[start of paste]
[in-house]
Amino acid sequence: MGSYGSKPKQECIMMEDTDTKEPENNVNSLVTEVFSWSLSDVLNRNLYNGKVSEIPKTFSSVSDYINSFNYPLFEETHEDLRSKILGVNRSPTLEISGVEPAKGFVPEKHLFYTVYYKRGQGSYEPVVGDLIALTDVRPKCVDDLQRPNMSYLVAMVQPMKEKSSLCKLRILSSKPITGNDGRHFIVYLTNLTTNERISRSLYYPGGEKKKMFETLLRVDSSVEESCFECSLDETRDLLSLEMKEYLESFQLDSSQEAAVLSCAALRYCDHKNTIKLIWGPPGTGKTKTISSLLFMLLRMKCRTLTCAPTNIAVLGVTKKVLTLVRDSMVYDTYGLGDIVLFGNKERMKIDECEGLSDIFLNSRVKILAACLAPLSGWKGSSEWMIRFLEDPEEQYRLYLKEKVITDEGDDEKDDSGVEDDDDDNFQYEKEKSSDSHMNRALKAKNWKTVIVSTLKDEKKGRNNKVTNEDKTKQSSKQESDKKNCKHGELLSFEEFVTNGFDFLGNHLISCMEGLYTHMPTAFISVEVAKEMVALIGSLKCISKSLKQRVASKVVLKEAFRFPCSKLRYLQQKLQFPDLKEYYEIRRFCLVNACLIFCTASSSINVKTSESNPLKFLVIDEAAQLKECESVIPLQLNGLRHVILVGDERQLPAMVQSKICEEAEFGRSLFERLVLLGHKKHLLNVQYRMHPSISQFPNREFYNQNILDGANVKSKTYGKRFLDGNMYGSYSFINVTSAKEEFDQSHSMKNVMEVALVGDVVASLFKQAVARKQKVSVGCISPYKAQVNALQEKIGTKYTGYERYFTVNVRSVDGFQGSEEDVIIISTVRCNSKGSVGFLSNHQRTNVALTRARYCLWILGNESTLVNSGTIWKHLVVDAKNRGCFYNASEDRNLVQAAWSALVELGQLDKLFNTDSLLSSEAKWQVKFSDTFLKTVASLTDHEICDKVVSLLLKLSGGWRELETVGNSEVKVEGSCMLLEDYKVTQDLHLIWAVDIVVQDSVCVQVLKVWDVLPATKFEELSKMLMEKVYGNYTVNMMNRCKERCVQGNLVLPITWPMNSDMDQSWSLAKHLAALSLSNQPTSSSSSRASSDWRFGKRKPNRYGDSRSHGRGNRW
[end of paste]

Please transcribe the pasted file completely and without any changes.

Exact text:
[in-house]
Amino acid sequence: MGSYGSKPKQECIMMEDTDTKEPENNVNSLVTEVFSWSLSDVLNRNLYNGKVSEIPKTFSSVSDYINSFNYPLFEETHEDLRSKILGVNRSPTLEISGVEPAKGFVPEKHLFYTVYYKRGQGSYEPVVGDLIALTDVRPKCVDDLQRPNMSYLVAMVQPMKEKSSLCKLRILSSKPITGNDGRHFIVYLTNLTTNERISRSLYYPGGEKKKMFETLLRVDSSVEESCFECSLDETRDLLSLEMKEYLESFQLDSSQEAAVLSCAALRYCDHKNTIKLIWGPPGTGKTKTISSLLFMLLRMKCRTLTCAPTNIAVLGVTKKVLTLVRDSMVYDTYGLGDIVLFGNKERMKIDECEGLSDIFLNSRVKILAACLAPLSGWKGSSEWMIRFLEDPEEQYRLYLKEKVITDEGDDEKDDSGVEDDDDDNFQYEKEKSSDSHMNRALKAKNWKTVIVSTLKDEKKGRNNKVTNEDKTKQSSKQESDKKNCKHGELLSFEEFVTNGFDFLGNHLISCMEGLYTHMPTAFISVEVAKEMVALIGSLKCISKSLKQRVASKVVLKEAFRFPCSKLRYLQQKLQFPDLKEYYEIRRFCLVNACLIFCTASSSINVKTSESNPLKFLVIDEAAQLKECESVIPLQLNGLRHVILVGDERQLPAMVQSKICEEAEFGRSLFERLVLLGHKKHLLNVQYRMHPSISQFPNREFYNQNILDGANVKSKTYGKRFLDGNMYGSYSFINVTSAKEEFDQSHSMKNVMEVALVGDVVASLFKQAVARKQKVSVGCISPYKAQVNALQEKIGTKYTGYERYFTVNVRSVDGFQGSEEDVIIISTVRCNSKGSVGFLSNHQRTNVALTRARYCLWILGNESTLVNSGTIWKHLVVDAKNRGCFYNASEDRNLVQAAWSALVELGQLDKLFNTDSLLSSEAKWQVKFSDTFLKTVASLTDHEICDKVVSLLLKLSGGWRELETVGNSEVKVEGSCMLLEDYKVTQDLHLIWAVDIVVQDSVCVQVLKVWDVLPATKFEELSKMLMEKVYGNYTVNMMNRCKERCVQGNLVLPITWPMNSDMDQSWSLAKHLAALSLSNQPTSSSSSRASSDWRFGKRKPNRYGDSRSHGRGNRW